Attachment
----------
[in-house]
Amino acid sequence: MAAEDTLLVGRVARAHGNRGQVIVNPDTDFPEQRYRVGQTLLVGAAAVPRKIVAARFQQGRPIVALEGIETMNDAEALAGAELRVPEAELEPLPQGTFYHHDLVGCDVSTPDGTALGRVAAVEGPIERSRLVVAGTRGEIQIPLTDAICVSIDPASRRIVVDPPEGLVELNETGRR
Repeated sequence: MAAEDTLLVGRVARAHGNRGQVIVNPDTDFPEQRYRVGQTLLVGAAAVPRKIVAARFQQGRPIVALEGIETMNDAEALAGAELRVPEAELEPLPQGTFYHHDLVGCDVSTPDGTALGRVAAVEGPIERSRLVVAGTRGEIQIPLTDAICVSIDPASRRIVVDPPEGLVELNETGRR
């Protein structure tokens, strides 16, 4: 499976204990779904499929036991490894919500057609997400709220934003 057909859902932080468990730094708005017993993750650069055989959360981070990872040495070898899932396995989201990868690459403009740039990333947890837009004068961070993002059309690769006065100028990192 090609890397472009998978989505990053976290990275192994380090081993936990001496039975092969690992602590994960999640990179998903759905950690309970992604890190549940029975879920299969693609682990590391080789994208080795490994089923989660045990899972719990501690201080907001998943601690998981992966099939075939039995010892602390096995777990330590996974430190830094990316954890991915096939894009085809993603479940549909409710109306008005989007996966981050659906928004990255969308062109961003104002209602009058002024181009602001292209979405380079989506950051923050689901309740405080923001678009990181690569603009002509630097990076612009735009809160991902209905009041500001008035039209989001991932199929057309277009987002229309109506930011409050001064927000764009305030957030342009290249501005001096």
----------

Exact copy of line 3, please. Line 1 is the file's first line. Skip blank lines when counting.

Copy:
Repeated sequence: MAAEDTLLVGRVARAHGNRGQVIVNPDTDFPEQRYRVGQTLLVGAAAVPRKIVAARFQQGRPIVALEGIETMNDAEALAGAELRVPEAELEPLPQGTFYHHDLVGCDVSTPDGTALGRVAAVEGPIERSRLVVAGTRGEIQIPLTDAICVSIDPASRRIVVDPPEGLVELNETGRR